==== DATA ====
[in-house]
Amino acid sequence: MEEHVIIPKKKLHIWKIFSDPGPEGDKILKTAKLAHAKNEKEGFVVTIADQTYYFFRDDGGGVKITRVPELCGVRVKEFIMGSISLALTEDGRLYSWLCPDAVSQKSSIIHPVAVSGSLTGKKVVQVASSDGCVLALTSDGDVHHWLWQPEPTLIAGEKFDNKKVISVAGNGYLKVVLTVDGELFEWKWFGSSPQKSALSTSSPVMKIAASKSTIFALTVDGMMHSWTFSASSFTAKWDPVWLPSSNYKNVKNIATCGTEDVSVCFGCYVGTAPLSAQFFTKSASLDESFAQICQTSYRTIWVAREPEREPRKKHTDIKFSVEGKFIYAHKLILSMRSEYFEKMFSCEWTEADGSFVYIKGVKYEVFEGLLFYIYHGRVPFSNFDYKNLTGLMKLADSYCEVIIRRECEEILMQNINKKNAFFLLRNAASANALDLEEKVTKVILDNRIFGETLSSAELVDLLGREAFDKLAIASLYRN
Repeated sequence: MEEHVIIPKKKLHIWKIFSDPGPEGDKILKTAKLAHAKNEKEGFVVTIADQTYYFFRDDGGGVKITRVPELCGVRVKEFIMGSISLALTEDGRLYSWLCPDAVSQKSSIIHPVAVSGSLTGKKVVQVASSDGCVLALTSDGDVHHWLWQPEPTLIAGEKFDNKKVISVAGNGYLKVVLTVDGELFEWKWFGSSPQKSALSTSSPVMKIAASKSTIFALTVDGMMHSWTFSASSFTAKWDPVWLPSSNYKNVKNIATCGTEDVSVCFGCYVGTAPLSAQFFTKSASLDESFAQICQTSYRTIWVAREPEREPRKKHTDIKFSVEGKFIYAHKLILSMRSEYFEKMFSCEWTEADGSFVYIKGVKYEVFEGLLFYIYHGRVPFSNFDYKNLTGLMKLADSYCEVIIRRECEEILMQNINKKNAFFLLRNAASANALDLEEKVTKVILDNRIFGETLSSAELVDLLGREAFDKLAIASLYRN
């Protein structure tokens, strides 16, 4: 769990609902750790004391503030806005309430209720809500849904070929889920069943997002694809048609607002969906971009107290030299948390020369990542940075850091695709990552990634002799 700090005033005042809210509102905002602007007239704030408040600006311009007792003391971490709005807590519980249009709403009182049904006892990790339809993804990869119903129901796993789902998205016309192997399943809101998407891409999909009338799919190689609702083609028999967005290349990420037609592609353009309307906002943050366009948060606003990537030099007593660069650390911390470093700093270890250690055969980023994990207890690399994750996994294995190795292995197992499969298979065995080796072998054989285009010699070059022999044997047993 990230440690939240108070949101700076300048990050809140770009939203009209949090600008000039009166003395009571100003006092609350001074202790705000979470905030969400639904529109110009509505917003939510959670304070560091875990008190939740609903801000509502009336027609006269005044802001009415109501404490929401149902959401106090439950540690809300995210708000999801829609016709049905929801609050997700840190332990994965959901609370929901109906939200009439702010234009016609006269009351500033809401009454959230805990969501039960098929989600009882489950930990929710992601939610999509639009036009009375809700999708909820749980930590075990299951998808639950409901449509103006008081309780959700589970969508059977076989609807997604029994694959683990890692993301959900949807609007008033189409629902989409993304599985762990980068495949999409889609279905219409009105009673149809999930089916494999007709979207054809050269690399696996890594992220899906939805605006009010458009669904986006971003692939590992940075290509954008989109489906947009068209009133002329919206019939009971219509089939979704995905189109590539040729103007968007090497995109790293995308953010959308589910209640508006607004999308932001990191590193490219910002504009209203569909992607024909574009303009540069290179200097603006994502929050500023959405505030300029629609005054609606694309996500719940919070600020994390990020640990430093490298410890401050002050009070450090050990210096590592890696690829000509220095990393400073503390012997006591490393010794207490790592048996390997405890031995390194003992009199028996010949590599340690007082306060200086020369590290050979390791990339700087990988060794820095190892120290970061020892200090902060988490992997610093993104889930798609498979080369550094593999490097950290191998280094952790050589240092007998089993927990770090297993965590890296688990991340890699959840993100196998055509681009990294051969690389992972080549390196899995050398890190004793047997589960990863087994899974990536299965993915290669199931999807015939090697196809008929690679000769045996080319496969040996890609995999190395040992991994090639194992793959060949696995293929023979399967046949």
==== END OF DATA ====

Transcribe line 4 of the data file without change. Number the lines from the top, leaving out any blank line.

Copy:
């Protein structure tokens, strides 16, 4: 769990609902750790004391503030806005309430209720809500849904070929889920069943997002694809048609607002969906971009107290030299948390020369990542940075850091695709990552990634002799 700090005033005042809210509102905002602007007239704030408040600006311009007792003391971490709005807590519980249009709403009182049904006892990790339809993804990869119903129901796993789902998205016309192997399943809101998407891409999909009338799919190689609702083609028999967005290349990420037609592609353009309307906002943050366009948060606003990537030099007593660069650390911390470093700093270890250690055969980023994990207890690399994750996994294995190795292995197992499969298979065995080796072998054989285009010699070059022999044997047993 990230440690939240108070949101700076300048990050809140770009939203009209949090600008000039009166003395009571100003006092609350001074202790705000979470905030969400639904529109110009509505917003939510959670304070560091875990008190939740609903801000509502009336027609006269005044802001009415109501404490929401149902959401106090439950540690809300995210708000999801829609016709049905929801609050997700840190332990994965959901609370929901109906939200009439702010234009016609006269009351500033809401009454959230805990969501039960098929989600009882489950930990929710992601939610999509639009036009009375809700999708909820749980930590075990299951998808639950409901449509103006008081309780959700589970969508059977076989609807997604029994694959683990890692993301959900949807609007008033189409629902989409993304599985762990980068495949999409889609279905219409009105009673149809999930089916494999007709979207054809050269690399696996890594992220899906939805605006009010458009669904986006971003692939590992940075290509954008989109489906947009068209009133002329919206019939009971219509089939979704995905189109590539040729103007968007090497995109790293995308953010959308589910209640508006607004999308932001990191590193490219910002504009209203569909992607024909574009303009540069290179200097603006994502929050500023959405505030300029629609005054609606694309996500719940919070600020994390990020640990430093490298410890401050002050009070450090050990210096590592890696690829000509220095990393400073503390012997006591490393010794207490790592048996390997405890031995390194003992009199028996010949590599340690007082306060200086020369590290050979390791990339700087990988060794820095190892120290970061020892200090902060988490992997610093993104889930798609498979080369550094593999490097950290191998280094952790050589240092007998089993927990770090297993965590890296688990991340890699959840993100196998055509681009990294051969690389992972080549390196899995050398890190004793047997589960990863087994899974990536299965993915290669199931999807015939090697196809008929690679000769045996080319496969040996890609995999190395040992991994090639194992793959060949696995293929023979399967046949």